In quotes: former SAA boss 'exposes' Malusi Gigaba in state capture testimony

Former SAA CEO Sizakele Mzimela said at the state capture inquiry on Wednesday that former public enterprises minister Malusi Gigaba, pictured, 'broke good governance' at the airline.
Former SAA CEO Sizakele Mzimela said at the state capture inquiry on Wednesday that former public enterprises minister Malusi Gigaba, pictured, 'broke good governance' at the airline.
Image: Esa Alexander

Controversial former public enterprises minister Malusi Gigaba has been implicated at the state capture inquiry following former SA Airways (SAA) CEO Sizakele Mzimela's testimony on Wednesday. 

Mzimela alleged that Gigabaa allegedly pushed for the airline to drop its Johannesburg-Mumbai route, despite it apparently not making sense to do so. Mzimela claimed Gigaba broke good governance rules at SAA.

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Here are four key quotes from her testimony:

Cutting routes

Mzimela said Gigaba tried to force SAA and the board to cut the route even when it allegedly didn't make sense to do so.

"While it was true that Mumbai, from a point-to-point perspective, was making a loss, they were concerned that it was not the worst-performing route in the network. They couldn't understand why there was a recommendation to close off the route, given that it was not the highest loss-making route.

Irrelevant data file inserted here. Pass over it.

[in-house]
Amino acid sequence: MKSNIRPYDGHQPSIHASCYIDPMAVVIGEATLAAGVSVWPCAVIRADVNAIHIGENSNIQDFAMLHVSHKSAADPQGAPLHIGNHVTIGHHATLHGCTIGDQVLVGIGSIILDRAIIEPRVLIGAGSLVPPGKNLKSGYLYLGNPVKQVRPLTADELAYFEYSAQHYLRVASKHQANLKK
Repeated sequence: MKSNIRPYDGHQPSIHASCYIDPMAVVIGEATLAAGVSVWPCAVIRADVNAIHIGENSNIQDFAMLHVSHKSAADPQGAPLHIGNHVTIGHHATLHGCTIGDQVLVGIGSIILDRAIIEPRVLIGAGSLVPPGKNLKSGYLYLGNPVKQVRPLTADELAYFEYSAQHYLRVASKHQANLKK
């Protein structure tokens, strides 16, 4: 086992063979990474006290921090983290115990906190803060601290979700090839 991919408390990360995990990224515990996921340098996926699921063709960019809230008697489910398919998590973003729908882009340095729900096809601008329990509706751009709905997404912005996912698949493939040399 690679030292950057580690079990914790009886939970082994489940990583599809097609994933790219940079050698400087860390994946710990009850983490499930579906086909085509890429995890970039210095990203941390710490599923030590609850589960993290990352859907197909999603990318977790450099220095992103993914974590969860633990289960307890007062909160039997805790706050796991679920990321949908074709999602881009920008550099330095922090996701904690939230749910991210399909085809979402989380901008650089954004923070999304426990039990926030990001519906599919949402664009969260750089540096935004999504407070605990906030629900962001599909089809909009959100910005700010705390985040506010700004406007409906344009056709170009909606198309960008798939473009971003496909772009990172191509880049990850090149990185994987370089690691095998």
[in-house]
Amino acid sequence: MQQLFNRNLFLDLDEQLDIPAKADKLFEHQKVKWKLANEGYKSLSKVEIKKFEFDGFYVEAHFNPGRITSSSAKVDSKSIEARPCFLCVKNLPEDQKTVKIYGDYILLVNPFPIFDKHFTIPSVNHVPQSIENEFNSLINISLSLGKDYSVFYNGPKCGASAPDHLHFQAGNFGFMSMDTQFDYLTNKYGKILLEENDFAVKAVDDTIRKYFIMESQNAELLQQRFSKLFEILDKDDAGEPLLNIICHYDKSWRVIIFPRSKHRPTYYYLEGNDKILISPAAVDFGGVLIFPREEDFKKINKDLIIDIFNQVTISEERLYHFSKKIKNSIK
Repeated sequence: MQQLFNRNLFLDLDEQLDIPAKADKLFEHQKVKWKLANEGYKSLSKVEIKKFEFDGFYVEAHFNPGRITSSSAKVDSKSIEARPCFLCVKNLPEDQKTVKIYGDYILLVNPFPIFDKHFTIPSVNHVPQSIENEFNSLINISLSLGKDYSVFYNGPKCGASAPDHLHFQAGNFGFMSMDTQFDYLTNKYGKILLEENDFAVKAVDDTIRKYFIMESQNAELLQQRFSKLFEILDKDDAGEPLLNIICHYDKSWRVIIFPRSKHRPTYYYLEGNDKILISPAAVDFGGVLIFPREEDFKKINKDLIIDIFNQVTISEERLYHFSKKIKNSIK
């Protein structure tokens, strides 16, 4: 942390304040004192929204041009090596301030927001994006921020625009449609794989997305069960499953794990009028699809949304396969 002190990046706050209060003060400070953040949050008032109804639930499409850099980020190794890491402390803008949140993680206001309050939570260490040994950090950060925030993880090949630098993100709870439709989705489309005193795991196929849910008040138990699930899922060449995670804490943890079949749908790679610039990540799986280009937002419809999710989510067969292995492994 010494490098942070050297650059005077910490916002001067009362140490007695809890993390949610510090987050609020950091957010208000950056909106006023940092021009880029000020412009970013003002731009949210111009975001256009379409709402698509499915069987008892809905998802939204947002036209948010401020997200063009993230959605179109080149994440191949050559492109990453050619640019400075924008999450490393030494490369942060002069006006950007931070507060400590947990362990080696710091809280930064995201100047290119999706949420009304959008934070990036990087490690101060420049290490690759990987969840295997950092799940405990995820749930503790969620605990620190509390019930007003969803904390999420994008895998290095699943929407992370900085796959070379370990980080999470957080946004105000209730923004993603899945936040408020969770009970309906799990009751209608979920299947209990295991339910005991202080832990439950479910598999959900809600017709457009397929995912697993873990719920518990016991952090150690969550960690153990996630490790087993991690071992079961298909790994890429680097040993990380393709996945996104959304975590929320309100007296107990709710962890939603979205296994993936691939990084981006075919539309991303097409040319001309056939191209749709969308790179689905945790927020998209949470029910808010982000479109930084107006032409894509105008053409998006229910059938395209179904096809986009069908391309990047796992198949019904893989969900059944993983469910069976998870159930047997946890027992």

"They were also concerned about the recommendation being based on a code-sharing agreement with Jet Airways. They asked why only Jet Airways had been considered for code-sharing."

Code-sharing

Mzimela said SAA wasn't against a code-sharing agreement but the Jet Airways proposal made no sense.

"Jet Airways comes with the proposal to say, 'SAA, you terminate your operation. You terminate your physical operation on Johannesburg to Mumbai and you code-share on us. Put your passengers on us'."

Disappointed by Gigaba

Mzimela said she was disappointed by how Gigaba was silent throughout the tongue-lashing SAA executives received from Jet Airways CEO Naresh Goyal.

"It was disappointing because Gigaba, sitting there as the shareholder, at the very least he should probably have used the opportunity to re-emphasise, or in his own words represent what I had put to him that we should come to a mutually beneficial agreement."

Change in the ministry

Mzimela said things changed when Gigaba replaced Barbara Hogan in the public enterprise ministry.

"Under minister Gigaba things were beginning to fall through the cracks in terms of the management of information, the management of requests that were coming through from members of the ministry who in the past really had no relationship with the organisation, which was for me a breakdown in good governance."


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